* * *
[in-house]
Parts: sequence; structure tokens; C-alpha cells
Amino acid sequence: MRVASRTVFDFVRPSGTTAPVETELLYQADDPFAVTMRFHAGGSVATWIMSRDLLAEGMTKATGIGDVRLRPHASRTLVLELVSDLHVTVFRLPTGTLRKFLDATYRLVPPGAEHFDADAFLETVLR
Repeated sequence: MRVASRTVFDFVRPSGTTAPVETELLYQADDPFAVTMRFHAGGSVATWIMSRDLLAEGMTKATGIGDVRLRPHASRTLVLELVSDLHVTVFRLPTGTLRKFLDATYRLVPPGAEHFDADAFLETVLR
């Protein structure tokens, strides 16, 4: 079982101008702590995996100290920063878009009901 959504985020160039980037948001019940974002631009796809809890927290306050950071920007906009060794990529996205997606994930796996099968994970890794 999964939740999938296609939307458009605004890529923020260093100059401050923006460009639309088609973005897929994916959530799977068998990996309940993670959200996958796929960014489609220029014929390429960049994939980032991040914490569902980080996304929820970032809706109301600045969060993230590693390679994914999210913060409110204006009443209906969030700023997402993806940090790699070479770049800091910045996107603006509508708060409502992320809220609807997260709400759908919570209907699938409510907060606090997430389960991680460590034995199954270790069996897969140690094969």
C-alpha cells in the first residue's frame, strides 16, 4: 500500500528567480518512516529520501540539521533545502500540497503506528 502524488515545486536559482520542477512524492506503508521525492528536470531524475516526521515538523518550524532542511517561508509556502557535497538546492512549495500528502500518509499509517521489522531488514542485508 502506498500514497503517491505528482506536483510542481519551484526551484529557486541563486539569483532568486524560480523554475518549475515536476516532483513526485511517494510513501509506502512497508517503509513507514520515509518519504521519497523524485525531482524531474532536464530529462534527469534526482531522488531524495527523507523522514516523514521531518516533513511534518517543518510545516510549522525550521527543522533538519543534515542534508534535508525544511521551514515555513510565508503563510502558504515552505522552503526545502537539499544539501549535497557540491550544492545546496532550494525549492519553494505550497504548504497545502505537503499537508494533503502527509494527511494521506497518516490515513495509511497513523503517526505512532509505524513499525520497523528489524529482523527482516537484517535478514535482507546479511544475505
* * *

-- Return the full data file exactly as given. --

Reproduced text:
[in-house]
Parts: sequence; structure tokens; C-alpha cells
Amino acid sequence: MRVASRTVFDFVRPSGTTAPVETELLYQADDPFAVTMRFHAGGSVATWIMSRDLLAEGMTKATGIGDVRLRPHASRTLVLELVSDLHVTVFRLPTGTLRKFLDATYRLVPPGAEHFDADAFLETVLR
Repeated sequence: MRVASRTVFDFVRPSGTTAPVETELLYQADDPFAVTMRFHAGGSVATWIMSRDLLAEGMTKATGIGDVRLRPHASRTLVLELVSDLHVTVFRLPTGTLRKFLDATYRLVPPGAEHFDADAFLETVLR
């Protein structure tokens, strides 16, 4: 079982101008702590995996100290920063878009009901 959504985020160039980037948001019940974002631009796809809890927290306050950071920007906009060794990529996205997606994930796996099968994970890794 999964939740999938296609939307458009605004890529923020260093100059401050923006460009639309088609973005897929994916959530799977068998990996309940993670959200996958796929960014489609220029014929390429960049994939980032991040914490569902980080996304929820970032809706109301600045969060993230590693390679994914999210913060409110204006009443209906969030700023997402993806940090790699070479770049800091910045996107603006509508708060409502992320809220609807997260709400759908919570209907699938409510907060606090997430389960991680460590034995199954270790069996897969140690094969």
C-alpha cells in the first residue's frame, strides 16, 4: 500500500528567480518512516529520501540539521533545502500540497503506528 502524488515545486536559482520542477512524492506503508521525492528536470531524475516526521515538523518550524532542511517561508509556502557535497538546492512549495500528502500518509499509517521489522531488514542485508 502506498500514497503517491505528482506536483510542481519551484526551484529557486541563486539569483532568486524560480523554475518549475515536476516532483513526485511517494510513501509506502512497508517503509513507514520515509518519504521519497523524485525531482524531474532536464530529462534527469534526482531522488531524495527523507523522514516523514521531518516533513511534518517543518510545516510549522525550521527543522533538519543534515542534508534535508525544511521551514515555513510565508503563510502558504515552505522552503526545502537539499544539501549535497557540491550544492545546496532550494525549492519553494505550497504548504497545502505537503499537508494533503502527509494527511494521506497518516490515513495509511497513523503517526505512532509505524513499525520497523528489524529482523527482516537484517535478514535482507546479511544475505